In this birth, moreover, having noticed the miraculous conception, we must notice, next, the humble parentage. It does not say, “A princess shall conceive, and bear a son,” but a virgin. Her virginity was her highest honour, she had no other. True, she was of royal lineage, she could reckon David amongst her forefathers, and Solomon amongst those who stood in the tree of her genealogy. She was a woman not to be despised, albeit that I speak of humble parentage, for she was of the blood-royal of Judah. O babe, in thy veins there runs the blood of kings; the blood of an ancient monarchy findeth its way from thy heart, all through the courses of thy body! Thou wast born, not of mean parents, if we look at their ancient ancestry, for thou art the son of him who ruled the mightiest monarchy in his day, even Solomon, and thou art the descendant of one who devised in his heart to build a temple for the mighty God of Jacob.
Nor was Christ’s mother, in point of intellect, an inferior woman. I take it that she had great strength of mind, otherwise she could not have composed so sweet a piece of poetry as that which is called the Virgin’s Song, beginning, “My soul doth magnify the Lord.” She is not a person to be despised. I would this morning especially utter my thoughts on one thing which I consider to be a fault among us Protestants. Because Roman Catholics pay too much respect to the Virgin Mary, and offer prayer to her, we are too apt to speak of her in a slighting manner. She ought not to be placed under the ban of contempt, for she could truly sing, “From henceforth all generations shall call me blessed.” I suppose Protestant generations are amongst the “all generations” who ought to call her blessed. Her name is Mary, and quaint George Herbert wrote an anagram upon it:—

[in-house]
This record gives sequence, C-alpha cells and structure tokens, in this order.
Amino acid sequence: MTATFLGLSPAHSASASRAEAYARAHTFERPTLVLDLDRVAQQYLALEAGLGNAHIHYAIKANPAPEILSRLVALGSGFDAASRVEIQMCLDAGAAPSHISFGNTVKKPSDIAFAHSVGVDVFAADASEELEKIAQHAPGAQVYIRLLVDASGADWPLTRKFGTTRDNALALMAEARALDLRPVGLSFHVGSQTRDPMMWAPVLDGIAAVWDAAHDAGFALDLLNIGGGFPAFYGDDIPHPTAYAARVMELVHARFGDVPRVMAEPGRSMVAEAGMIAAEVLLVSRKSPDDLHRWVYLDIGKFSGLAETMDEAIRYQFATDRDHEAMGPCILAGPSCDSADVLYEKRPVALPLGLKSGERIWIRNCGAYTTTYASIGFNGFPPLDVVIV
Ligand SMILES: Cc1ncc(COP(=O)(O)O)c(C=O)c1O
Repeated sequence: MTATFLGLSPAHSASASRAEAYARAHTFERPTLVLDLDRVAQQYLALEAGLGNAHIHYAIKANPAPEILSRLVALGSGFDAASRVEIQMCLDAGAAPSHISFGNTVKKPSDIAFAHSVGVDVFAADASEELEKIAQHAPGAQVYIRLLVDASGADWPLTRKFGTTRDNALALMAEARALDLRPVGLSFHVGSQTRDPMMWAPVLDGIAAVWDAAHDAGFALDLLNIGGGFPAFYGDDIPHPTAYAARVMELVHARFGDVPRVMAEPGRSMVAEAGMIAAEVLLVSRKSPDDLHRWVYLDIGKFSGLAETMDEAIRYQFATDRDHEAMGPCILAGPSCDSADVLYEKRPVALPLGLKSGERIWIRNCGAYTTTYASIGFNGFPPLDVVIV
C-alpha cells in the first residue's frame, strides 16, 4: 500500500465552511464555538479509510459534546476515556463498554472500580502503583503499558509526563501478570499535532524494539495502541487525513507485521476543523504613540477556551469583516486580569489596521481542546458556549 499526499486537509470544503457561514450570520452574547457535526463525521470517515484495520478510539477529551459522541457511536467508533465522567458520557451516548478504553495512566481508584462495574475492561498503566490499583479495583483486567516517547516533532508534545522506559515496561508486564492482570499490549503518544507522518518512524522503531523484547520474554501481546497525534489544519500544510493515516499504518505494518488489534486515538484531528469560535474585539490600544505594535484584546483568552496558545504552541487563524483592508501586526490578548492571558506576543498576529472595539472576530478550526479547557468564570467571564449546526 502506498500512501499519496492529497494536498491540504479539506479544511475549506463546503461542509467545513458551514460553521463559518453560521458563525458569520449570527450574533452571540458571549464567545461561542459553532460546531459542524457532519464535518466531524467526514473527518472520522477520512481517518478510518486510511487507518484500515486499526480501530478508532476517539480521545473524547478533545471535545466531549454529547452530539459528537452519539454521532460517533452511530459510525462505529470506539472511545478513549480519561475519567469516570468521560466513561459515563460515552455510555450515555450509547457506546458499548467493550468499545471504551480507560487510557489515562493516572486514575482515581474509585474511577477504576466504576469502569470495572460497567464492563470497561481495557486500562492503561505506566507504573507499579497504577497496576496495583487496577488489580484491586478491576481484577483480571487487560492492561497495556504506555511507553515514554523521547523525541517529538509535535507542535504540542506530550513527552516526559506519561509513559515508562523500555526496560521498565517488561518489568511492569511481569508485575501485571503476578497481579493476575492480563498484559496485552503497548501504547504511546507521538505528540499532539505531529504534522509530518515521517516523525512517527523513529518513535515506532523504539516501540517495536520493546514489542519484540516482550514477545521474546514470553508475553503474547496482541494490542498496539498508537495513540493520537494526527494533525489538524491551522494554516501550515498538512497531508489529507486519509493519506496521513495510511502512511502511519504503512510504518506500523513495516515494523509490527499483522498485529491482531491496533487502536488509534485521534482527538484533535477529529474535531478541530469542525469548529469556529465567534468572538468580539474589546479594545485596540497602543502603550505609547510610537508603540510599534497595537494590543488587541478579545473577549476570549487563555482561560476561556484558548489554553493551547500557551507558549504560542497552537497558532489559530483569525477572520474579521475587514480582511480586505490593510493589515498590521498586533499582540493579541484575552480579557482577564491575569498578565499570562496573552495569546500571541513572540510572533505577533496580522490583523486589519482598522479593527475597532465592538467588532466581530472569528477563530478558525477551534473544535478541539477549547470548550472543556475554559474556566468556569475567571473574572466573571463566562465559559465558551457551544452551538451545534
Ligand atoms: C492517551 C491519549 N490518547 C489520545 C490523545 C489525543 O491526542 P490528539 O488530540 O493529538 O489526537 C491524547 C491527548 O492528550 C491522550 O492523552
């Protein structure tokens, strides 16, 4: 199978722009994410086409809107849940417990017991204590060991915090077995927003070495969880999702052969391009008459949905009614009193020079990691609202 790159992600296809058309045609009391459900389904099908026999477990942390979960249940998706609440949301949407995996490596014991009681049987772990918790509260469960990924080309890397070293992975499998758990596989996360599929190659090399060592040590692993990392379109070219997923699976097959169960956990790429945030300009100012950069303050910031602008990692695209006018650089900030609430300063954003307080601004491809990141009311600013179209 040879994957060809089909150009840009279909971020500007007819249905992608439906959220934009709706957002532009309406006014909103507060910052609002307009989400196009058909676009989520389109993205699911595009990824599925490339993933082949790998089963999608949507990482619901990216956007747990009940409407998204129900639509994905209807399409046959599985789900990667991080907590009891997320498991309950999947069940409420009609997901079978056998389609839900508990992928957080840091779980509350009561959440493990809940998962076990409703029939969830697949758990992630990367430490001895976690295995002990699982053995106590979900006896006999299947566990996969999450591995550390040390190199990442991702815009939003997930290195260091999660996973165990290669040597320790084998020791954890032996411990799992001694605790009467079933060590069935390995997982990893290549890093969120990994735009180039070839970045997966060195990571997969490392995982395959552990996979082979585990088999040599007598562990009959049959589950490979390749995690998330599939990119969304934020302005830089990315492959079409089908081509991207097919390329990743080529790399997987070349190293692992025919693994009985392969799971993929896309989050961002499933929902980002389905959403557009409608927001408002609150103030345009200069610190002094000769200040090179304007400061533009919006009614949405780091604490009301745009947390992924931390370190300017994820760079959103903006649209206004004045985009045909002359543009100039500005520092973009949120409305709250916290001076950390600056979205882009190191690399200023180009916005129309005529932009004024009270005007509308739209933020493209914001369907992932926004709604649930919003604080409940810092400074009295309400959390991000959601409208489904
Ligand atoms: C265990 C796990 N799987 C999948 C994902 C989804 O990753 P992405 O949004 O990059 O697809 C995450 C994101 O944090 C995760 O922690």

“How well her name an ARMY doth present,
In whom the Lord of Hosts did pitch his tent.”
Though she was not a princess, yet her name, Mary, by interpretation, signifies a princess; and though she is not the queen of heaven, yet she has a right to be reckoned amongst the queens of earth; and though she is not the lady of our Lord, she does walk amongst the renowned and mighty women of Scripture.
Yet Jesus Christ’s birth was a humble one. Strange that the Lord of glory was not born in a palace! Princes, Christ owes you nothing! Princes, Christ is not your debtor; ye did not swaddle him, he was not wrapped in purple, ye had not prepared a golden cradle for him to be rocked in! Queens, ye did not dandle him upon your knees, he hung not at your breasts! And ye mighty cities, which then were great and famous, your marble halls were not blessed with his little footsteps! He came out of a village, poor and despised, even Bethlehem; when there, he was not born in the governor’s house, or in the mansion of the chief man, but in a manger. Tradition tells us that his manger was cut in the solid rock; there was he laid, and the oxen likely enough came to feed from the selfsame manger, the hay and the fodder of which was his only bed. Oh! wondrous stoop of condescension, that our blessed Jesus should be girded with humility, and stoop so low! Ah! if he stooped, why should he bend to such a lowly birth? And if he bowed, why should he submit not simply to become the son of poor parents, but to be born in so miserable a place?
Let us take courage here. If Jesus Christ was born in a manger in a rock, why should he not come and live in our rocky hearts? If he was born in a stable, why should not the stable of our souls be made into a habitation for him? If he was born in poverty, may not the poor in spirit expect that he will be their Friend? If he thus endured degradation at the first, will he count it any dishonour to come to the very poorest and humblest of his creatures, and tabernacle in the souls of his children? Oh, no! we can gather a lesson of comfort from his humble parentage, and we can rejoice that not a queen, or an empress, but that a humble woman became the mother of the Lord of glory.